23 A B D R 1 =R 2 R3R3 R4R4 R5R5 R6R6 C 1 = C 2 C3C3 C4C4 C5C5 C6C6 sample space x1x1 x2x2

24 n k =  n k-1,  = c S /c P, 0<  <1  k =1: Run size Run size of each physical experiment is such that it costs as much as the simulation experiment preceding it Run size of simulation experiments is proportional to the expected increase of the response (if any) at the centre, C k, of the next region, i.e., Parameter h can be tuned by setting the willingness to pay for obtaining an improvement  y, for example When region R k is drawn at random, we put n k = n 1  k =0: P k  k =1: S k

25 A B D R 1 =R 2 R3R3 R4R4 R5R5 R6R6 C 1 =C 2 C3C3 C4C4 C5C5 C6C6 sample space x1x1 x2x

26 Demonstrative case A computer code for implementing the procedure has been developed in Matlab simulation reality

27 case 1 reality * simulation experiment prediction * physical experiment prediction R1= R2R1= R2 R3R3 R4= R5R4= R5 sequence of experiments: S 1  P 2  S 3  S 4  P 5  Stop active stopping rule:  UNREL (k)>u C 2

28 case 2 reality * simulation experiment prediction * physical experiment prediction R1= R2R1= R2 R3= R4R3= R4 sequence of experiments: S 1  P 2  S 3  P 4  Stop active stopping rule:  SAT (4)>u S 3

29 R1= R2R1= R2 R3R3 R 4 = R 5 reality * simulation experiment prediction * physical experiment prediction case 3 sequence of experiments: S 1  P 2  S 3  S 4  P 5  Stop active stopping rule:  SAT (5)>u S simulation = reality 2

30 R1= R2R1= R2 R3R3 R4 R4 R5 R5 R 6 = R 7 reality * simulation experiment prediction * physical experiment prediction case 4 sequence of experiments: S 1  P 2  S 3  S 4  S 5  S 6  P 7  Stop active stopping rule:  SAT (7)>u S simulation = reality 2

31 Conclusions The scope of the approach is wide. In general, it is apt to deal with any situation where the response can be measured by two (or more) instruments realizing a different quality-cost trade-off. The method is aimed at performance optimisation (maximisation of a distance measure in the output space). However, the basic sequential mechanism can be applied to different goals. Testing and validation in real applications is needed.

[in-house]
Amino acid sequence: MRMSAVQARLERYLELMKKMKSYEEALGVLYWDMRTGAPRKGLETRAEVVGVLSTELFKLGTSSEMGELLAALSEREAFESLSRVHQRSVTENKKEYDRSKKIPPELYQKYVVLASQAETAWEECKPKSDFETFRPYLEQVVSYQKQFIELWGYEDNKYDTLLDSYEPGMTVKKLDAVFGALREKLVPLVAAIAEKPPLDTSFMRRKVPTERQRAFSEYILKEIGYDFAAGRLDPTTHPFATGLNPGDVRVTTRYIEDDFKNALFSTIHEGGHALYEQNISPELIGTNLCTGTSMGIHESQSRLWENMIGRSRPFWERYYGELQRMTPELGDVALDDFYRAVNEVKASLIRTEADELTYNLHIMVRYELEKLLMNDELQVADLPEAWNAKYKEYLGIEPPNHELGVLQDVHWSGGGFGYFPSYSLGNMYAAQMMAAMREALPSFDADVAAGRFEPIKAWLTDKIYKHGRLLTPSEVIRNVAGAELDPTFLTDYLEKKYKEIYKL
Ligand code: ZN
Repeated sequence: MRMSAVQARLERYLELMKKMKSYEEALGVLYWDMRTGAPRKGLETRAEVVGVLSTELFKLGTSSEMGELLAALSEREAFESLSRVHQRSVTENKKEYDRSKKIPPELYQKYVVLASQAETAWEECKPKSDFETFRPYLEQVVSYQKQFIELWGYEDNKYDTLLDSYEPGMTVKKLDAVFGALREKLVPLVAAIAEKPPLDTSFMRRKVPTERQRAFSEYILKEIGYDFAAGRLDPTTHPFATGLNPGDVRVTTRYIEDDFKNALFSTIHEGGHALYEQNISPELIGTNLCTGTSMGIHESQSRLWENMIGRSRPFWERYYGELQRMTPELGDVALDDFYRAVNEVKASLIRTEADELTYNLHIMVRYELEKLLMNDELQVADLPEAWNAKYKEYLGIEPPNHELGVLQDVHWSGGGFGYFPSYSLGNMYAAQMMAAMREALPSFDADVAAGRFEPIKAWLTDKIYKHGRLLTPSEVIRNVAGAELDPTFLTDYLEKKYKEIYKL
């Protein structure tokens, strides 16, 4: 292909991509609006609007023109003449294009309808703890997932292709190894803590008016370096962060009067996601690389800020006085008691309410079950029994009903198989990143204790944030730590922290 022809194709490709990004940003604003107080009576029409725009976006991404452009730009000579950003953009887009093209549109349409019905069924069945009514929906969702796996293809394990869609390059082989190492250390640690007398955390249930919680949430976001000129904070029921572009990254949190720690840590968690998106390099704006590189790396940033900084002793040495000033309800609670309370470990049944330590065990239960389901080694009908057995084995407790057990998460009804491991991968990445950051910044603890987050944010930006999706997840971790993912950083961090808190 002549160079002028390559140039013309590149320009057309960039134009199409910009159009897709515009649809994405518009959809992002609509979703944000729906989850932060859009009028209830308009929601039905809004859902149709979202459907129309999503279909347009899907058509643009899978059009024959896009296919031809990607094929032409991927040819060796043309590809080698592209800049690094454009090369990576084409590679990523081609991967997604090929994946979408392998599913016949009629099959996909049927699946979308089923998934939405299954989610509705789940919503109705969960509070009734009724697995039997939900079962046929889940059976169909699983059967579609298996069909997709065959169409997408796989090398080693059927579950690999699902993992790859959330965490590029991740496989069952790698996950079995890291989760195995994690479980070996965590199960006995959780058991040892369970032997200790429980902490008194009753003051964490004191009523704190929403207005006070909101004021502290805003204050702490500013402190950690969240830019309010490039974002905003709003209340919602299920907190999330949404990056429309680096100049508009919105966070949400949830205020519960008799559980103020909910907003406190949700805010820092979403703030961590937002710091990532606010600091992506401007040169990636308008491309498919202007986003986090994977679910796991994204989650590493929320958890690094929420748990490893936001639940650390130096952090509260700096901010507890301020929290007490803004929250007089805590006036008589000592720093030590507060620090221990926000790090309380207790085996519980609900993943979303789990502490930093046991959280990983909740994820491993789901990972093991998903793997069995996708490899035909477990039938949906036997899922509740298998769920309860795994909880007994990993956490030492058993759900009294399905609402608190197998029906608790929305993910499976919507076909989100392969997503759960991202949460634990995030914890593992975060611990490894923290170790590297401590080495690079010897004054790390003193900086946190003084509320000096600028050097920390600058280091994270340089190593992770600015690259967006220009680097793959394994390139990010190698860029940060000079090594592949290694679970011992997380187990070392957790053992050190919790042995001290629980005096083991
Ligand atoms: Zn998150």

32 “The reader should notice the degree to which informed human judgement decides the final outcome”. George Box, commenting on the sequential experimentation method: Box, G. P. E., Hunter, W. G., Hunter, J. S. (1978): Statistics for experimenters, p human judgement or automation? Shall we ask Newton?

33 Kennedy, M.C., O’Hagan, A.: Bayesian calibration of computer models. Journal of the Royal Statistical Society: Series B, 63 Part 3, (2001) Qian, Z., Seepersad, C.C., Joseph, V.R., Allen, J.K., Wu, C.F.J.: Building Surrogate Models Based on Detailed and Approximate Simulations. ASME 30th Conf. of Design Automation, Salt Lake City, USA. Chen, W. (Ed.), ASME Paper no. DETC2004/DAC (2004) Bayarri, M.J., Berger, J.O., Paulo, R., Sacks, J., Cafeo, J.A., Cavendish, J., Lin, C.-H., Tu, J.: A Framework for Validation of Computer Models, Technometrics, 49(2), (2007) Manuello, A., Romano, D., Ruggiu, M.: Development of a Pneumatic Climbing Robot by Computer Experiments. 12th Int. Workshop on Robotics in Alpe-Adria-Danube Region, Cassino, Italy. Ceccarelli, M. (Ed.), available on CD Rom (2003) Masala, S., Pedone, P., Sandigliano, M. and Romano, D.: Improvement of a manufacturing process by integrated physical and simulation experiments: a case-study in the textile industry. Quality and Reliability Engineering Int., to appear References Box, G.E.P., Wilson, K.B.: On the Experimental Attainment of Optimum Conditions, Journal of the Royal Statistical Society: Series B, 13, 1-45 (1951)